Dictionary: ME'TRE – MEWL-ER

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ME'TRE, n. [See METER.]

MET'RIC-AL, a. [L. metricus; Fr. metrique.]

  1. Pertaining to measure, or due arrangement or combination of long and short syllables.
  2. Consisting of verses; as, metrical compositions.
  3. Having the diameter of a French meter, as metrical blocks.


According to poetic measure.


A composer of verses.

ME-TROL'O-GY, n. [Gr. μετρον, measure, and λογος, discourse.]

  1. A discourse on measures or mensuration; the description of measures.
  2. An account of measures, or the science of weights and it measures. J. Q. Adams.

MET'RO-NOME, n. [Gr. μετρεω and νομη, division.]

An instrument, which, by a short pendulum, with a sliding weight, and set in motion by clock work, marks the time in which a composer intends a piece of music to be performed.

ME-TROP'O-LIS, n. [L. from Gr. μητροπολις; μητηρ, mother, and πολις, city. It has no plural.]

Literally, the mother-city, that is, the chief city or capital of a kingdom, state or country, as Paris in France, Madrid in Spain, London in Great Britain. In the United States, Washington, in the District of Columbia, is the metropolis, as being the seat of government; but in several of the states, the largest cities are not the seats of the respective ct governments. Yet New York city, in the state of that name, and Philadelphia in Pennsylvania, are the chief cities, and may be called each the metropolis of the state in which it is situated, though neither of them is the seat of government in the state.


Belonging to a metropolis, or to the mother church; residing in the chief city.


The bishop of the mother church; an archbishop. Clarendon.


A metropolitan. [Not used.]


Pertaining to a metropolis; chief or principal of cities; archiepiscopal. Knolles. Milner. Selden.

MET'TLE, n. [met'l; usually supposed to be corrupted from inmetal. But it may be from W. mezwl or methwl, mind, connected with mezu, to be able, and coinciding with the root of the Eng. moody; D. moed, courage, heart, spirit; G. muth, mind, courage; mettle; Sax. mod; Sw. mod; Dan. mod or mood; Goth. mod, angry. The Sax. modig, L. animus, animosus, furnish an analogy in point. The radical sense of mind, is to advance, to push forward, whence the sense of briskness, ardor.]

Spirit; constitutional ardor; that temperament which is susceptible of high excitement. It is not synonymous with courage, though it may be accompanied with it, and is sometimes used for it. The winged courser, like a generous horse, / Shows most true mettle when you check his course. Pope.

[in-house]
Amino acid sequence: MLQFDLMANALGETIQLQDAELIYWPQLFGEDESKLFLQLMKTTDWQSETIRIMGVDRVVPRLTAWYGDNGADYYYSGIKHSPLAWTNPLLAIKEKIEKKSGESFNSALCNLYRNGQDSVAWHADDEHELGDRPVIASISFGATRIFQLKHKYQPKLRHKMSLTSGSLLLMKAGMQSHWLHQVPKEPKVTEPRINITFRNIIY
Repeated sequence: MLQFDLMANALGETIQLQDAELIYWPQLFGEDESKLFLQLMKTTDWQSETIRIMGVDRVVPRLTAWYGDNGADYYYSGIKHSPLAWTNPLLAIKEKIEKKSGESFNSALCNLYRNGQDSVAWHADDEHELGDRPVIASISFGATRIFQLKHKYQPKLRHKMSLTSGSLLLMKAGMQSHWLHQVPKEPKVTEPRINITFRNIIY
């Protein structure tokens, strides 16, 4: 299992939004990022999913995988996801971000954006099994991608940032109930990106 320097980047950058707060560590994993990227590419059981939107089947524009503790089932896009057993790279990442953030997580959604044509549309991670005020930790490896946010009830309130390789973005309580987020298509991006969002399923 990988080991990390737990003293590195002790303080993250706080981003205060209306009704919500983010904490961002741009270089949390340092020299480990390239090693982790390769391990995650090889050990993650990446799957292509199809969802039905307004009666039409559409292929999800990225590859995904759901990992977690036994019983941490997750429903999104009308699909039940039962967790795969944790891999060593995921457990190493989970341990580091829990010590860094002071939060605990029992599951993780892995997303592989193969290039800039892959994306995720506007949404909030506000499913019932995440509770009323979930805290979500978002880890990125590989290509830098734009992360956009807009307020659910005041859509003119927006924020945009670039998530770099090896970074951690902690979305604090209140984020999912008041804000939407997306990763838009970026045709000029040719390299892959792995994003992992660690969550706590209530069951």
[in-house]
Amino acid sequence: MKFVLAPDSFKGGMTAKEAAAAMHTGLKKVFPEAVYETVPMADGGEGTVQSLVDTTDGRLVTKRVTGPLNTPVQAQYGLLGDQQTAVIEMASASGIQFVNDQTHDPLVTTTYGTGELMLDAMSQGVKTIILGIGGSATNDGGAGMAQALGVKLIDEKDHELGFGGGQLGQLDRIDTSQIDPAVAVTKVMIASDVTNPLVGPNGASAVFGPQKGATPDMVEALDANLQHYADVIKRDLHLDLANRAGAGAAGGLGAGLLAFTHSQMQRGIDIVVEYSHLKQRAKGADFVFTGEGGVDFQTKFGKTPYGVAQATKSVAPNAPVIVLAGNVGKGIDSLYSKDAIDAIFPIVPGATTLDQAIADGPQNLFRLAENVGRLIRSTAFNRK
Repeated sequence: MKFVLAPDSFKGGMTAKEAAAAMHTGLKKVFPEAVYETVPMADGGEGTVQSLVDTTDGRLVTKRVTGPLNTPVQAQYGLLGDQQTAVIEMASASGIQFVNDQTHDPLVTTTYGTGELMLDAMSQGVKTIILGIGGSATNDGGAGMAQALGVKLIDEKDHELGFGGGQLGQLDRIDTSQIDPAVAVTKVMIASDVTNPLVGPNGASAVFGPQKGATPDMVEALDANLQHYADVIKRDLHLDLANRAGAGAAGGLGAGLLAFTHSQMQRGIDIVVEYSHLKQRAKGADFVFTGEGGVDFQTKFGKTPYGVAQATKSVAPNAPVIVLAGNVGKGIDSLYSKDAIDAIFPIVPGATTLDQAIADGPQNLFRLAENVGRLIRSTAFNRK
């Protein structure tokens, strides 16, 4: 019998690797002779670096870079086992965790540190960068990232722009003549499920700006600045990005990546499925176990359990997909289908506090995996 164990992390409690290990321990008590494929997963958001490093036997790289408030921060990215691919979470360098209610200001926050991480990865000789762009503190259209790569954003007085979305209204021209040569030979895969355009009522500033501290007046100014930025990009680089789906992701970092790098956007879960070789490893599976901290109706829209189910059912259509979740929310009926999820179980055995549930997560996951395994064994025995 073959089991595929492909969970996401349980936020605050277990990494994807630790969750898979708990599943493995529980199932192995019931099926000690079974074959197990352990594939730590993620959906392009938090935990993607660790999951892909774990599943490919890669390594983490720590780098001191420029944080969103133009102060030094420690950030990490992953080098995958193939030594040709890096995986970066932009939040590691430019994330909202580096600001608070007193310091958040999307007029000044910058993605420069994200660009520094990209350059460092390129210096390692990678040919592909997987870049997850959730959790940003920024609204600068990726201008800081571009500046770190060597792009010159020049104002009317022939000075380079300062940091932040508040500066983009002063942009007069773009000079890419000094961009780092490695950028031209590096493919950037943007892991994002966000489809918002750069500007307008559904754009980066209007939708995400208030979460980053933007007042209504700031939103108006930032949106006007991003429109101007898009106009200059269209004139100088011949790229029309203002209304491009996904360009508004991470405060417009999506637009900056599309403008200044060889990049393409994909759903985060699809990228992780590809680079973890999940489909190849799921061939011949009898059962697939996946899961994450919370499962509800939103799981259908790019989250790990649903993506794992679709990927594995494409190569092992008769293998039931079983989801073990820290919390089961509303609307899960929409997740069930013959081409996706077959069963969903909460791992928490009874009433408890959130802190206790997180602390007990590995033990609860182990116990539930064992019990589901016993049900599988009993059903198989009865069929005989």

High spirited; ardent; full of fire. Pope.


Full of spirit; possessing constitutional ardor brisk; fiery; as, a mettlesome horse. Tatler.


With sprightliness, or high spirit.


The state of being high spirited.

MEW, n.1 [Sax. mæw; Dan. maage; D. meeuw; G. mewe; Fr. mouette.]

A sea-fowl of the genus Larus; a gull.

MEW, n.2 [Fr. mue; Arm. muz; W. mud, a mew and mute; D. muite. See the verb to mew, to shed feathers.]

  1. A cage for birds; an inclosure; a place of confinement.
  2. A stable.

MEW, v.i.1 [W. mewian; G. miauen; coinciding probably with L. mugio.]

To cry as a cat.

MEW, v.i.2

To change; to put on a new appearance.

MEW, v.t.1 [from the noun.]

To shut up; to inclose; to confine, as in a cage or other inclosure. More pity that the eagle should be mew'd. Shak. Close mew'd in their sedans, for fear of air. Dryden.

MEW, v.t.2 [W. miw, a shedding of feathers; It. mudare, to mew; Fr. muer; Arm. muza; G. mausen; D. muiten, to, mew or molt, to mutiny; Sp. muda, change, alteration, a mute letter, time of molding or shedding feathers, roost of a hawk; Port. mudar, to change, to mew or cast feathers or a slough; moda, a dumb woman, the mewing or molting of birds. The W. mud, a mew, is also removal, a pass or move, a change of residence, and mute; and the verb mudaw is to change, to remove, comprehending the L. muto and moto. We have then clear evidence that mew, a cage, mew, to molt, and the L. muto, moto, and mutus, and Eng. mutiny, are all from one root. The primary sense is to press or drive, whence to move, to change, and to shut up, that is, to press or drive close; and this is the sense of mute. Mutiny is from motion or change.]

To shed or cast; to change; to molt. The hawk mewed his feathers. Nine times the moon had mew'd her horns. Dryden.

MEW-ING, ppr.

Casting the feathers or skin; crying.

MEWL, v.i. [Fr. miauler; It. miagolare; Sp. maullar or mayar; coinciding in elements with L. mugio, to low; G. mucken; Dan. mukker, to mutter; Gr. μηκαομαι, to bleat; Ir. meigiollam; W. migiaw.]

To cry or squall, as a child. Shak.


One that squalls or mewls.